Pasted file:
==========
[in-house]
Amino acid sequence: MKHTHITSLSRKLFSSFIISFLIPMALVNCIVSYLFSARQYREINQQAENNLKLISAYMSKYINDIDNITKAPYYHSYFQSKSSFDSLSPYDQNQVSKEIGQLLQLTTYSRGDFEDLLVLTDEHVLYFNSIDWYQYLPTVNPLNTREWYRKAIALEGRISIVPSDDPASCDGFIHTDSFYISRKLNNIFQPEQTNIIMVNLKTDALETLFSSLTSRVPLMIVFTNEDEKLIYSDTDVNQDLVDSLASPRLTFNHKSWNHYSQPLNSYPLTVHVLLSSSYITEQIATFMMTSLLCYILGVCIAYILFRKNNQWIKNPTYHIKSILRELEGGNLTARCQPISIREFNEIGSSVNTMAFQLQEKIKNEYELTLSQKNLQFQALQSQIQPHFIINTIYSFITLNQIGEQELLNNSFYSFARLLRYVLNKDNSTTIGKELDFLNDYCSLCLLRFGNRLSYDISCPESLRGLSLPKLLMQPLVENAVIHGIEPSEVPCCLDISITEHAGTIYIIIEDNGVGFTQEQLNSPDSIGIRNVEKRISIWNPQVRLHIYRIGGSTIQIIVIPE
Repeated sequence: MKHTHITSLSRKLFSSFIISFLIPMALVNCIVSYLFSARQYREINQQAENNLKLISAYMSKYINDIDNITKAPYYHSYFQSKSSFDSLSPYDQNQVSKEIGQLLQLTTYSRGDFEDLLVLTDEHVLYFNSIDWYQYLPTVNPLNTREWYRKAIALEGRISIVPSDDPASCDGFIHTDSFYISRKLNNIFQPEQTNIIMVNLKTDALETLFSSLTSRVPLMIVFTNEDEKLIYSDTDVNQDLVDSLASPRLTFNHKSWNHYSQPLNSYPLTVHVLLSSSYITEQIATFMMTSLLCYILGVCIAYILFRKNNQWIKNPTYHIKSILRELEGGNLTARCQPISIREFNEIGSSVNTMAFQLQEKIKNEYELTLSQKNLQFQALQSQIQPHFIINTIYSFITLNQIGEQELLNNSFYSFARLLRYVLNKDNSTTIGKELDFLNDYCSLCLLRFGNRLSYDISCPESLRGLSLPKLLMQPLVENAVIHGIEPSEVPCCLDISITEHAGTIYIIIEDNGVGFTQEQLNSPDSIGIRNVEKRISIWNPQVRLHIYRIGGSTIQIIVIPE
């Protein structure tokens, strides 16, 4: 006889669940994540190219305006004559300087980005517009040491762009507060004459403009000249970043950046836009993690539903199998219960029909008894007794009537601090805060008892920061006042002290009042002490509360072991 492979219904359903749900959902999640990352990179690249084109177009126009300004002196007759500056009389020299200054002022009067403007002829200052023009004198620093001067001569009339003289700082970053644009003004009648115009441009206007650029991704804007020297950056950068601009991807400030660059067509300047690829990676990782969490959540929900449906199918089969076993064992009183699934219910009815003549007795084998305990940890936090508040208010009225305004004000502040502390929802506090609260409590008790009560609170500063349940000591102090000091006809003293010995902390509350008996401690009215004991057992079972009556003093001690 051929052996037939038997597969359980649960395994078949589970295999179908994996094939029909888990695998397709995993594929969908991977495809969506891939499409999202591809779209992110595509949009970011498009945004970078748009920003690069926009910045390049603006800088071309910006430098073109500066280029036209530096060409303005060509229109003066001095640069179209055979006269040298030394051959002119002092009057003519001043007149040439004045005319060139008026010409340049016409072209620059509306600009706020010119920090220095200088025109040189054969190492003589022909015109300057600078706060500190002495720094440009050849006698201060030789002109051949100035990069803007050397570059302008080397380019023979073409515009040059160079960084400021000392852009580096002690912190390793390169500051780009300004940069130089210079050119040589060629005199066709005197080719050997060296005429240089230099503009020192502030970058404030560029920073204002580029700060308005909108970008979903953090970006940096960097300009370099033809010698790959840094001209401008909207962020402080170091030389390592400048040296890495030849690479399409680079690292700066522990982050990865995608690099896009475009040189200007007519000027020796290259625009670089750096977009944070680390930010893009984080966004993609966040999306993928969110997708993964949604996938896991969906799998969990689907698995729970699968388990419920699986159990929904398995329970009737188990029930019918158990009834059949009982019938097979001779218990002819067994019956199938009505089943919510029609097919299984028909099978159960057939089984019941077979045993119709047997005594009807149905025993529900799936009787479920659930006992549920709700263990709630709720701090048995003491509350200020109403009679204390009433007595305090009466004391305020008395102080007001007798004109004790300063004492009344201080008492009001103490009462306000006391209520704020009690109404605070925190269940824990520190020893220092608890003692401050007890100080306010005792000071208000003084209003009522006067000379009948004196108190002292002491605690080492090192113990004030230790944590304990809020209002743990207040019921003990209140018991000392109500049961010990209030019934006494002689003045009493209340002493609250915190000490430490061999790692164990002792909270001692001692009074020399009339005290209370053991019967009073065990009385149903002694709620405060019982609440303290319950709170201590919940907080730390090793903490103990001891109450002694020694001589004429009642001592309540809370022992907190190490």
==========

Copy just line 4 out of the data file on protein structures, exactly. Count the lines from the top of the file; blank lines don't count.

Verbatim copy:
């Protein structure tokens, strides 16, 4: 006889669940994540190219305006004559300087980005517009040491762009507060004459403009000249970043950046836009993690539903199998219960029909008894007794009537601090805060008892920061006042002290009042002490509360072991 492979219904359903749900959902999640990352990179690249084109177009126009300004002196007759500056009389020299200054002022009067403007002829200052023009004198620093001067001569009339003289700082970053644009003004009648115009441009206007650029991704804007020297950056950068601009991807400030660059067509300047690829990676990782969490959540929900449906199918089969076993064992009183699934219910009815003549007795084998305990940890936090508040208010009225305004004000502040502390929802506090609260409590008790009560609170500063349940000591102090000091006809003293010995902390509350008996401690009215004991057992079972009556003093001690 051929052996037939038997597969359980649960395994078949589970295999179908994996094939029909888990695998397709995993594929969908991977495809969506891939499409999202591809779209992110595509949009970011498009945004970078748009920003690069926009910045390049603006800088071309910006430098073109500066280029036209530096060409303005060509229109003066001095640069179209055979006269040298030394051959002119002092009057003519001043007149040439004045005319060139008026010409340049016409072209620059509306600009706020010119920090220095200088025109040189054969190492003589022909015109300057600078706060500190002495720094440009050849006698201060030789002109051949100035990069803007050397570059302008080397380019023979073409515009040059160079960084400021000392852009580096002690912190390793390169500051780009300004940069130089210079050119040589060629005199066709005197080719050997060296005429240089230099503009020192502030970058404030560029920073204002580029700060308005909108970008979903953090970006940096960097300009370099033809010698790959840094001209401008909207962020402080170091030389390592400048040296890495030849690479399409680079690292700066522990982050990865995608690099896009475009040189200007007519000027020796290259625009670089750096977009944070680390930010893009984080966004993609966040999306993928969110997708993964949604996938896991969906799998969990689907698995729970699968388990419920699986159990929904398995329970009737188990029930019918158990009834059949009982019938097979001779218990002819067994019956199938009505089943919510029609097919299984028909099978159960057939089984019941077979045993119709047997005594009807149905025993529900799936009787479920659930006992549920709700263990709630709720701090048995003491509350200020109403009679204390009433007595305090009466004391305020008395102080007001007798004109004790300063004492009344201080008492009001103490009462306000006391209520704020009690109404605070925190269940824990520190020893220092608890003692401050007890100080306010005792000071208000003084209003009522006067000379009948004196108190002292002491605690080492090192113990004030230790944590304990809020209002743990207040019921003990209140018991000392109500049961010990209030019934006494002689003045009493209340002493609250915190000490430490061999790692164990002792909270001692001692009074020399009339005290209370053991019967009073065990009385149903002694709620405060019982609440303290319950709170201590919940907080730390090793903490103990001891109450002694020694001589004429009642001592309540809370022992907190190490």